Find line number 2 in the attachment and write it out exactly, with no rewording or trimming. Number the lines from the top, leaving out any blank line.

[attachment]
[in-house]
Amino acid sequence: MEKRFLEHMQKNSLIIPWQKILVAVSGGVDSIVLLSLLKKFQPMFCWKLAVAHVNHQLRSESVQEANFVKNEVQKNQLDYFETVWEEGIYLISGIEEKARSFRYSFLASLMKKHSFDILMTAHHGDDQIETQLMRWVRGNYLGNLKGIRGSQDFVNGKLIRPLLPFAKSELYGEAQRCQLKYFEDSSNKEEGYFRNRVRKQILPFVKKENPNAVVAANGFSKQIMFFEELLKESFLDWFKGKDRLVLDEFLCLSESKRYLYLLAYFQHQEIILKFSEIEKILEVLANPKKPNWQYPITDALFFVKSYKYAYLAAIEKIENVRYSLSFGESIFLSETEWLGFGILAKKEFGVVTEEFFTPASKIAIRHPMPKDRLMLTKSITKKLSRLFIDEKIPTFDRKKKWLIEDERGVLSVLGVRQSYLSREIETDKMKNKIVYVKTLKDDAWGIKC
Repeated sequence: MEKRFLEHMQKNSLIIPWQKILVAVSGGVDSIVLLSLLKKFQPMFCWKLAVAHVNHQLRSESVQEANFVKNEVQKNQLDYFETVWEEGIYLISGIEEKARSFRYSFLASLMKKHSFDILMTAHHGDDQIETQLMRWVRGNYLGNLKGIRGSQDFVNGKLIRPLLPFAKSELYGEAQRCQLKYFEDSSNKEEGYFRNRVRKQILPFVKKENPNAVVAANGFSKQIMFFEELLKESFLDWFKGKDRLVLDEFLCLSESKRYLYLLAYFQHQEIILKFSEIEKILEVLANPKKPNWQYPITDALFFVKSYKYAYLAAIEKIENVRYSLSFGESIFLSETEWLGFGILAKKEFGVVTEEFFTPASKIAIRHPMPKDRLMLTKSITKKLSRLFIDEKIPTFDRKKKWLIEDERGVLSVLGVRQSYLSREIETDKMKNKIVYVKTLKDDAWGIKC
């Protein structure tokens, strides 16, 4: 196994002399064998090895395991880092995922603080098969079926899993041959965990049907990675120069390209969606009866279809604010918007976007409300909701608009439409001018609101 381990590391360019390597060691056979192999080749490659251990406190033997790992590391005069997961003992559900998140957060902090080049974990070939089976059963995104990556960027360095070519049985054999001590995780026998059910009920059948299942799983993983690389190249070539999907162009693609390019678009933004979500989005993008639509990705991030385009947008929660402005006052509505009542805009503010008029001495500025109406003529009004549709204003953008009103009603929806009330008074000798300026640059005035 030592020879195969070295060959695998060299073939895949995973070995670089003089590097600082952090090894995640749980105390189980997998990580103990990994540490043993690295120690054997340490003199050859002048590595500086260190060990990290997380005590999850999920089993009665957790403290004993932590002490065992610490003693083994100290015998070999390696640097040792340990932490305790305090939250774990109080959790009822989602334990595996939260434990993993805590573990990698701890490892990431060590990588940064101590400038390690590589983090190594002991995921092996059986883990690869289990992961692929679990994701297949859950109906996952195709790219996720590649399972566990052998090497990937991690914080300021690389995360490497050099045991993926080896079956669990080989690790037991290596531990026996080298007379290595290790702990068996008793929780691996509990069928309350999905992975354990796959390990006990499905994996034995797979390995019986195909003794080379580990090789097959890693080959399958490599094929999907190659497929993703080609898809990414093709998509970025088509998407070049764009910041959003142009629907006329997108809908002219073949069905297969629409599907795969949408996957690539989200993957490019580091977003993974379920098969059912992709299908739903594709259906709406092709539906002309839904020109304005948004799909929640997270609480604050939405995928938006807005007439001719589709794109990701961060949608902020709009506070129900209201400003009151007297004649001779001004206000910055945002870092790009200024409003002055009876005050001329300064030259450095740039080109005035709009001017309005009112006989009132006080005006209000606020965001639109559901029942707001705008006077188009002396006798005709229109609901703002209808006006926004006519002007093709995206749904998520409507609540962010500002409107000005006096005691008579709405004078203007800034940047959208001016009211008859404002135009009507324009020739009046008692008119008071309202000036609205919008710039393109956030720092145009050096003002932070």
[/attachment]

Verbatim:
Amino acid sequence: MEKRFLEHMQKNSLIIPWQKILVAVSGGVDSIVLLSLLKKFQPMFCWKLAVAHVNHQLRSESVQEANFVKNEVQKNQLDYFETVWEEGIYLISGIEEKARSFRYSFLASLMKKHSFDILMTAHHGDDQIETQLMRWVRGNYLGNLKGIRGSQDFVNGKLIRPLLPFAKSELYGEAQRCQLKYFEDSSNKEEGYFRNRVRKQILPFVKKENPNAVVAANGFSKQIMFFEELLKESFLDWFKGKDRLVLDEFLCLSESKRYLYLLAYFQHQEIILKFSEIEKILEVLANPKKPNWQYPITDALFFVKSYKYAYLAAIEKIENVRYSLSFGESIFLSETEWLGFGILAKKEFGVVTEEFFTPASKIAIRHPMPKDRLMLTKSITKKLSRLFIDEKIPTFDRKKKWLIEDERGVLSVLGVRQSYLSREIETDKMKNKIVYVKTLKDDAWGIKC